“This tournament should be pretty competitive, Bethel has 4 returning state champions and state placers,” Collins said. “But I think we will do pretty good. We can probably take 1st or 2nd.”
By Joey Karlik
Two weekends ago, the sinister clown epidemic hit Ketchikan. Two kids were spotted running away from the Recreation Center, and told their parents that two scary looking clowns were behind the rec-center. The clowns did not do anything to them they said, but just the sight of them sent the little kids away in fright. Is there more clowns to come? Kayhi’s school cop, Officer McGarrigan, certainly doesn’t believe so.
“I think it’s a stupid trend and someone’s going to get hurt, most likely a clown. The reason why is that kids are going to get scared when they see the clowns and the parents are going to do anything to protect our kids,” said the officer. “Even if that means going to drastic measures”.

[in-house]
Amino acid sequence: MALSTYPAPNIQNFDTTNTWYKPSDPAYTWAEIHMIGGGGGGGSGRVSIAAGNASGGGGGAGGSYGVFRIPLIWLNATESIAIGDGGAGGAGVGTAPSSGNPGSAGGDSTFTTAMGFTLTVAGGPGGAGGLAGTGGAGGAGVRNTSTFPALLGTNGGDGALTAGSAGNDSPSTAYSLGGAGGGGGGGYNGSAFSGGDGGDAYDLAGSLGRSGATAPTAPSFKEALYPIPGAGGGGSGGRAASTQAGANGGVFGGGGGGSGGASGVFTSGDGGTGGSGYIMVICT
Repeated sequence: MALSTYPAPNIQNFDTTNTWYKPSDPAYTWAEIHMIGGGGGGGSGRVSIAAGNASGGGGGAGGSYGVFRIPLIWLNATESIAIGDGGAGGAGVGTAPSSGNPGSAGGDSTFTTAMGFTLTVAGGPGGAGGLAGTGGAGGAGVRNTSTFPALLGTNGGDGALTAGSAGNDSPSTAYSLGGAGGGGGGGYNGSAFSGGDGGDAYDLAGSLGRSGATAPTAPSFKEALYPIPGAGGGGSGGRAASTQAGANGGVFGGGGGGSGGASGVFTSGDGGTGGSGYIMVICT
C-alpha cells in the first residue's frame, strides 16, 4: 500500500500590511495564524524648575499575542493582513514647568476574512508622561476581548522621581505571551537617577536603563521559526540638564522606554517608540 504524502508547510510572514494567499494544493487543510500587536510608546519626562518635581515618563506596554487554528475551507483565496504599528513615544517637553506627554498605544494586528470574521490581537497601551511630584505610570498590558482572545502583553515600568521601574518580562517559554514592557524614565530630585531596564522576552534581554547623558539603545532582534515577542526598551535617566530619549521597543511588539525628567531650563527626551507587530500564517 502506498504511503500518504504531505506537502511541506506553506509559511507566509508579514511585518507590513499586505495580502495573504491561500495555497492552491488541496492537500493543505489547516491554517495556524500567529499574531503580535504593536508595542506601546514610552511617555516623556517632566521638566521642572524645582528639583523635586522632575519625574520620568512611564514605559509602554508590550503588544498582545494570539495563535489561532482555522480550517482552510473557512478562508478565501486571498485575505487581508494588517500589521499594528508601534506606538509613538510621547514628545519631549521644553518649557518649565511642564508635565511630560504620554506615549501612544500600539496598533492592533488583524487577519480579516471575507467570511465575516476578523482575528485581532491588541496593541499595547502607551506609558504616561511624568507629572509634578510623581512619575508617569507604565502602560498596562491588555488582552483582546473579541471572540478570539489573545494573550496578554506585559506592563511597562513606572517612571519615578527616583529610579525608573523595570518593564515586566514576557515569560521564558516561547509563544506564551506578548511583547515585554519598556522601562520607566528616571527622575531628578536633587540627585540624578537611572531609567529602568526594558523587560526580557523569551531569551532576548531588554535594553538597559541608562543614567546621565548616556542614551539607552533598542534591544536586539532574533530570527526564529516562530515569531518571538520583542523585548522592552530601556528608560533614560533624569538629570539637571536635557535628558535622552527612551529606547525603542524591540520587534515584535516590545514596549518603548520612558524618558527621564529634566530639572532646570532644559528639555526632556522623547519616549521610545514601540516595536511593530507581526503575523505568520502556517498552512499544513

With Halloween on Monday, parents are nervous about their kids encountering these “threats” while out trick-or-treating.
“We don’t expect anything to happen this weekend but we are keeping a very tiny eye out for it,” said McGarrigan. “I know it looks like a perfect time for people to strike and get away with it but I don’t believe people in this town are that stupid.”
The events are labeled as high schoolers’ shenanigans by some community members. Police officers are suggested to take an assembly and discuss the matter with the kids.
“We believe that you guys won’t be stupid and won’t need that talk,” Officer McGarrigan added. “You guys are around 16-17 year olds and are educated and understand that we won’t need to do cautionary things about this so called ‘epidemic’.”
With speculation all around the U.S, the next big question is where will the clowns strike next, but McGarrigan doesn’t think that next place is here.
“We don’t think it will truly come up in Ketchikan just because we are in such a small town,” said McGarrigan. “I can understand this kind of thing happening in big cities or areas, but not in a small town like Ketchikan.”
When and if the time comes, The Ketchikan Police Department will be ready.
“We can’t really do anything unless something happens, it’s like you can’t have a drug awareness program when drugs aren’t being abused in a certain area,” said McGarrigan. “It’s a reactionary thing and we will have to wait and see what happens next.”